In one of Shark Tank’s recent episodes, we saw an interesting young entrepreneur named Garrett Gee take the stage to pitch his startup Scan, a QR-code-scanning mobile app. Wearing a hoodie and flip-flops, Garrett seemed quite ready to tackle all the tough questions from the Sharks. Although he didn’t secure any investments in the end, he managed to earn praises from a few of them — Robert Herjavec specifically said that he was “brilliant”.
Garrett was asking for $1 million in exchange for 5% equity from the Sharks. The Sharks then drilled him on questions, with Mark Cuban seeming to be the most unimpressed, believing that QR codes are a thing of the past. Another interesting fact that Garrett revealed was that prior to Shark Tank, he had already raised over $8 million in funding — a point that led shark Daymond John to ask “why are you here? Is it for exposure?”. His thoughts might be accurate because after the show aired, Garrett saw his product shoot to top spots in both Apple and Microsoft app stores.
We recently had the pleasure of catching up with Garrett over email. In this interview, he talks about his reasoning for wearing flip-flops all the time, how he raised $8 million for his startup, and the most important lesson he’s from his entrepreneurial experience.
I always wear them. I wore them in every investor meeting before Shark Tank including my meetings with Facebook, Google, Menlo Ventures, Lady Gaga, and more. Actually, they were part of a “uniform” I put together while raising money for my company. To me, it was very important for potential investors to see me for who I really am.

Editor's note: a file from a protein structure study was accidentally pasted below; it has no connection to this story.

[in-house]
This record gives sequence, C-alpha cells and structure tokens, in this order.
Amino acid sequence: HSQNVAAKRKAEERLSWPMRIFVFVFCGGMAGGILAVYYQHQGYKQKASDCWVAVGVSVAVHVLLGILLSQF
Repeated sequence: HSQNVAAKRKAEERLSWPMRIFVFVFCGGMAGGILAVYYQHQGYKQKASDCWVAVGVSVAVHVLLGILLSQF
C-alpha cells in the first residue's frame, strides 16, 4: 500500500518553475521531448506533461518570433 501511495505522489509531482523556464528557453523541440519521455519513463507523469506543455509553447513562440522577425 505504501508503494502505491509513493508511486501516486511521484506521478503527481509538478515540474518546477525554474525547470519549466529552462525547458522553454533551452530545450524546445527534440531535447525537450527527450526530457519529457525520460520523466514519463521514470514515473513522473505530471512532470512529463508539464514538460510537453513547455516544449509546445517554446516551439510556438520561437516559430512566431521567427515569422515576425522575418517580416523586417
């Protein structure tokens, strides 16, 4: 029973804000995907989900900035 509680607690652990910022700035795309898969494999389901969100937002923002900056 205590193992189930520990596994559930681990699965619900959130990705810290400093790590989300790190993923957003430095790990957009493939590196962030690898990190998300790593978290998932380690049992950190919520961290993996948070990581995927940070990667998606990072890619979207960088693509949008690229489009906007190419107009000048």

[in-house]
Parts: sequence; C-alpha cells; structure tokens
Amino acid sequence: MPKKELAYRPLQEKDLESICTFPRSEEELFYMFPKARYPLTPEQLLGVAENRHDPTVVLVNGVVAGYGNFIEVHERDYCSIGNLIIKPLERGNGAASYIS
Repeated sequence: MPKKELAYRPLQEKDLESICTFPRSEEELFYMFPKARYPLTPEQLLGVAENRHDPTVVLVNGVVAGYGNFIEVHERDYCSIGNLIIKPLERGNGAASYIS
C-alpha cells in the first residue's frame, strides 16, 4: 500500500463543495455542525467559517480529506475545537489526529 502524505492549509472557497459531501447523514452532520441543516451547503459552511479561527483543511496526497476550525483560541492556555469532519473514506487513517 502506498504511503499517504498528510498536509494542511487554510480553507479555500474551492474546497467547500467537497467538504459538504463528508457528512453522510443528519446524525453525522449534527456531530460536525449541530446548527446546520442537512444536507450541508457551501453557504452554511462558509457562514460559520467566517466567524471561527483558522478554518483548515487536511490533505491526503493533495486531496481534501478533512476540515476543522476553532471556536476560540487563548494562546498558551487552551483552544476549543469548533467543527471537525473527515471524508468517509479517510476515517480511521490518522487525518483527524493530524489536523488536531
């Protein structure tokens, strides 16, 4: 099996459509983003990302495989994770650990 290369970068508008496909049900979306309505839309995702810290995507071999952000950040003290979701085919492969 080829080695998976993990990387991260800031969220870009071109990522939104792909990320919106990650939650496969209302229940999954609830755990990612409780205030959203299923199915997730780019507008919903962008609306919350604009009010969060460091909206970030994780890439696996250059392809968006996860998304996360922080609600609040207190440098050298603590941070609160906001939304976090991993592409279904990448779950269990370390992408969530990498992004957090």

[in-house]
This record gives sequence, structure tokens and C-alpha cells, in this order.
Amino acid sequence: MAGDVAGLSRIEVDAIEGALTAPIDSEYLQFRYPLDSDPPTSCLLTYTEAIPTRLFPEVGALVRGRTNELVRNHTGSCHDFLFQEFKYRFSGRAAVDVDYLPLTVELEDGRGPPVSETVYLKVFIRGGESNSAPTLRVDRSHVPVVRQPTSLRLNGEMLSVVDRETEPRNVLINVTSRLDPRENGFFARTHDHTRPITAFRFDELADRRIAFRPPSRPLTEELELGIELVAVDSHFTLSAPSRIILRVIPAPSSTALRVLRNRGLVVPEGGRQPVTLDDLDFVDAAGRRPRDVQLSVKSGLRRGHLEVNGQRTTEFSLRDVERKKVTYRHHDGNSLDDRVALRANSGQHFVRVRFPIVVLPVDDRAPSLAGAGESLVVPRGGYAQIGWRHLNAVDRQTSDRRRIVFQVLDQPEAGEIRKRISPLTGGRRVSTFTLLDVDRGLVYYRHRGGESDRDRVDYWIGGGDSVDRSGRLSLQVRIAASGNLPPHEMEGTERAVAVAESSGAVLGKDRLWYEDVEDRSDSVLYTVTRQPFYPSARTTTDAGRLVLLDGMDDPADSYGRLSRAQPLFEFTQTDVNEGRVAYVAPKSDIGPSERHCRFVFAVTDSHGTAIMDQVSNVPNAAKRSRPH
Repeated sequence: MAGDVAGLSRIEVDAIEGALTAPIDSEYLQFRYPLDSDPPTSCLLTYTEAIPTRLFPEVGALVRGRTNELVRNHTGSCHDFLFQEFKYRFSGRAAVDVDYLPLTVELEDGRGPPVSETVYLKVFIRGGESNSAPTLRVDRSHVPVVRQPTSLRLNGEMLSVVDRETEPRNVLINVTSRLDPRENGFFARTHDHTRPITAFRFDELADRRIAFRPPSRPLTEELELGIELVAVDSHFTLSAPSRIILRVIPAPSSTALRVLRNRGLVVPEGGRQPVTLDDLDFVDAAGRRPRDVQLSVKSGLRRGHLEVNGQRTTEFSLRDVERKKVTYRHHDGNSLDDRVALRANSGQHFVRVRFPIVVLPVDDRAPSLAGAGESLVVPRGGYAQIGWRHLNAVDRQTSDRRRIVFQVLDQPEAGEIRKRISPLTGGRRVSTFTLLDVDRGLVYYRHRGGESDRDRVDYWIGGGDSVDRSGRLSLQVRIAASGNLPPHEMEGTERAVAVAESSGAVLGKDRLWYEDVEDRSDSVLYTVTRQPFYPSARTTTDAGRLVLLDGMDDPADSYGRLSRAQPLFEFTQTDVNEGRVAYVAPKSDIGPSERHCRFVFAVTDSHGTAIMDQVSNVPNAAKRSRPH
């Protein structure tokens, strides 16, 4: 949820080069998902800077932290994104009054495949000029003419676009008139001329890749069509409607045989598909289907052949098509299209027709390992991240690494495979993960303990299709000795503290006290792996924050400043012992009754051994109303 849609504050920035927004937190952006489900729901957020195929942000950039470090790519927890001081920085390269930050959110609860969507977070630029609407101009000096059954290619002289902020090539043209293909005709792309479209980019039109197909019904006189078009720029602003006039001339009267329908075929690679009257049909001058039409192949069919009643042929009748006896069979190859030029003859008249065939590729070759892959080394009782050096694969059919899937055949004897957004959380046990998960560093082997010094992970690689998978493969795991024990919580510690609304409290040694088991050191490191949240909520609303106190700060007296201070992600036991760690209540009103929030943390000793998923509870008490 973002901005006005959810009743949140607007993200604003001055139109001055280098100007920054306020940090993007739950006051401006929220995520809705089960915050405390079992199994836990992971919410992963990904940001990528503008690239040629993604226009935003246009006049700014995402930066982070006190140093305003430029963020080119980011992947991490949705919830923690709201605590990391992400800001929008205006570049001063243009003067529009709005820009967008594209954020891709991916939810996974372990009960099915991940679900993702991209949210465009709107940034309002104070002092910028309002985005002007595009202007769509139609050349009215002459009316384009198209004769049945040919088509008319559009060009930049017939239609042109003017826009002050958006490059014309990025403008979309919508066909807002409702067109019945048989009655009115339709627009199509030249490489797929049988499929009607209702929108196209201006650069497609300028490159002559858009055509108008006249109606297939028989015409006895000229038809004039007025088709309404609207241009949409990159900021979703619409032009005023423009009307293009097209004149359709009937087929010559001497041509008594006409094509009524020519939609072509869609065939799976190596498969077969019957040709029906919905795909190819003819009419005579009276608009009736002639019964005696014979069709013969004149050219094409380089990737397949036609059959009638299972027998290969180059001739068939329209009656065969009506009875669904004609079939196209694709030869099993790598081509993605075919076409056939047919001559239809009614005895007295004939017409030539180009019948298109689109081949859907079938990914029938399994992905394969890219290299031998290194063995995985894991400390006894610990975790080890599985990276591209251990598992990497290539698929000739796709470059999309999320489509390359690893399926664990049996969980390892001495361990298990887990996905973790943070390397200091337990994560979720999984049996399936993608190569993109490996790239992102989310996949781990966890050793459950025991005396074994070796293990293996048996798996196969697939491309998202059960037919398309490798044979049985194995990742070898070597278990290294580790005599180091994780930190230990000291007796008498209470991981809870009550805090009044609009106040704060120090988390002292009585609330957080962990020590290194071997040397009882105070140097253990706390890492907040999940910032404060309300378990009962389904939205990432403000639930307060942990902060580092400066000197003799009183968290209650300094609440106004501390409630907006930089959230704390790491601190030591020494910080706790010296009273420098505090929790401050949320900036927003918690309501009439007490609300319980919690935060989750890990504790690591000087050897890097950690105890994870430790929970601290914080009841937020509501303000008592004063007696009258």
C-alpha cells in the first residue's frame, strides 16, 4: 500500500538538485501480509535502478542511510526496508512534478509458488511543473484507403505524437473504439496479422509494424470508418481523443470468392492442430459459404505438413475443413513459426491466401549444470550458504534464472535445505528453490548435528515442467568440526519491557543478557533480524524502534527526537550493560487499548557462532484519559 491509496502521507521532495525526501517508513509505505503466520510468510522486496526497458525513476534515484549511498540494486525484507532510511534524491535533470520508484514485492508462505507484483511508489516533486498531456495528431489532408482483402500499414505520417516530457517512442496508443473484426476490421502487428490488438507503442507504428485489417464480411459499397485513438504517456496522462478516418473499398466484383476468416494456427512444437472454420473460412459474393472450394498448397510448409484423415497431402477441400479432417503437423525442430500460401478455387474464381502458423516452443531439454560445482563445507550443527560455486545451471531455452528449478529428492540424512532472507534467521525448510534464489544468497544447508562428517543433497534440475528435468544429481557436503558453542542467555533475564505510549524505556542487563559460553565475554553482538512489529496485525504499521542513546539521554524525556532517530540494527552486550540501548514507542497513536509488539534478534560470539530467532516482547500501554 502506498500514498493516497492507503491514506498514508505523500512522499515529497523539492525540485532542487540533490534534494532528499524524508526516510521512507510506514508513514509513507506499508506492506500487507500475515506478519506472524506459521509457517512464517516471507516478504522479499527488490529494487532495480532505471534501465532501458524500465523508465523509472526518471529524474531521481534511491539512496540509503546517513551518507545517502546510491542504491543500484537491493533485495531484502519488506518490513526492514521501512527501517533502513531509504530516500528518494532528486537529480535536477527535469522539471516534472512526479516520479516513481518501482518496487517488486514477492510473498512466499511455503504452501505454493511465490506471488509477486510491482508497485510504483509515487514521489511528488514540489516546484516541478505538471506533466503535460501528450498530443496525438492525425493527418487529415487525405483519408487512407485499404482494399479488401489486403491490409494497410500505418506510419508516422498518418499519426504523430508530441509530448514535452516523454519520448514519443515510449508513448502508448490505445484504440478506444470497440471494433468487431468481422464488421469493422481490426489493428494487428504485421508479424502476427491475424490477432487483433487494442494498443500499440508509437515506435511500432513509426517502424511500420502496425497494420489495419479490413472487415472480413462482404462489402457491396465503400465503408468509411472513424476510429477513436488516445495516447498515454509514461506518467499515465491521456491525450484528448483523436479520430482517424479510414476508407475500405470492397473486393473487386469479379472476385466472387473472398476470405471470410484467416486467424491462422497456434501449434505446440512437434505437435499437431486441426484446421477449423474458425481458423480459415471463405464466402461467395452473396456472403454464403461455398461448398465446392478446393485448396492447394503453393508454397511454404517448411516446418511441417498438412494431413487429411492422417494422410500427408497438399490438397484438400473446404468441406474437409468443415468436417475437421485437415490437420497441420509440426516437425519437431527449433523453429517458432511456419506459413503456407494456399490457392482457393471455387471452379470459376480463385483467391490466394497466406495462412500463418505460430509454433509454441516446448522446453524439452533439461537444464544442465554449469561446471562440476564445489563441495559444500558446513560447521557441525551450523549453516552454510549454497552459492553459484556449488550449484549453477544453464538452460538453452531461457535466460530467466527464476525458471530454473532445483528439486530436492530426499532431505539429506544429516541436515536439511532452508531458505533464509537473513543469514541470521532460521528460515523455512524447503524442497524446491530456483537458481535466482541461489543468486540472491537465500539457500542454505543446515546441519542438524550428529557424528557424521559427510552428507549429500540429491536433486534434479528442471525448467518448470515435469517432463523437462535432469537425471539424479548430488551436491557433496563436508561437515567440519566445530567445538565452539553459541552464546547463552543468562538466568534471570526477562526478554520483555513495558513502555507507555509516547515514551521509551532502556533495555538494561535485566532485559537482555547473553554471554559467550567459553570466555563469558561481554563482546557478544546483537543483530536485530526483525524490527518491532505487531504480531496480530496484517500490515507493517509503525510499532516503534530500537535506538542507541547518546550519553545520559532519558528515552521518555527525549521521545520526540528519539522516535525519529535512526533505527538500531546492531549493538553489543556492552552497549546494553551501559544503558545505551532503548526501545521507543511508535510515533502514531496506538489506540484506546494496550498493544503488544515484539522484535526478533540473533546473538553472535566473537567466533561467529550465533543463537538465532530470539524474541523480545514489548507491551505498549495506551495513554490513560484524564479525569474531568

We get reactions similar to Cuban’s very often. I take this as a good thing. If you are doing something unique and worth talking about, then naturally you get a lot of people loving you and a lot of people hating on you. Naturally. The bigger worry would be doing something not even worth talking about.
Maybe 50/50. I really wanted to do a deal with one of the Sharks and felt like a failure as I left the tank “deal-less”. However, we knew the power of the prime time TV exposure and were excited and preparing for it from the beginning.
Yes. Every day there are people who judge or underestimate me because of my youth. Fortunately, I’ve learned that it’s those same people that usually aren’t worth working with or worrying about in the first place.
Keeping things simple. It is always tempting to build new products, add new features, work with new partners and try to customize for new industries. However, we keep reminding ourselves every day that it is better to less things great. The simple truth of quality over quantity.
First I made it a simple numbers game. The more investors I met with the better my chance of getting a deal. Then I made sure I knew what type of deal I wanted and what type of investor I wanted it from. Then I stuck to my guns. I didn’t put on an act or tell the investors the answers they wanted to hear.. I stayed true to my personality and style. When raising money, you don’t needed every investor to say yes, you need 1.
Although they know little to nothing about my company and my industry, my real influencers and mentors have been people like my parents, my wife Jessica, my best friends, my soccer coach, and other people who are there for me day in and day out regardless of what is happening in my business life. At the end of the day, those are the people who really care for me..
I am not a businessman. I thought I was. Or at least I thought I wanted to be a businessman. However, I’ve learned that, that is a dead-end road spiritually. Business will always be an important part of my life and the means by which I’ll be able to focus on what is really important to me, my family and friends, my health, my spirituality, and my happiness.
Definitely check out Scan to Pay. We’re going to enable people to make and accept payments like never before.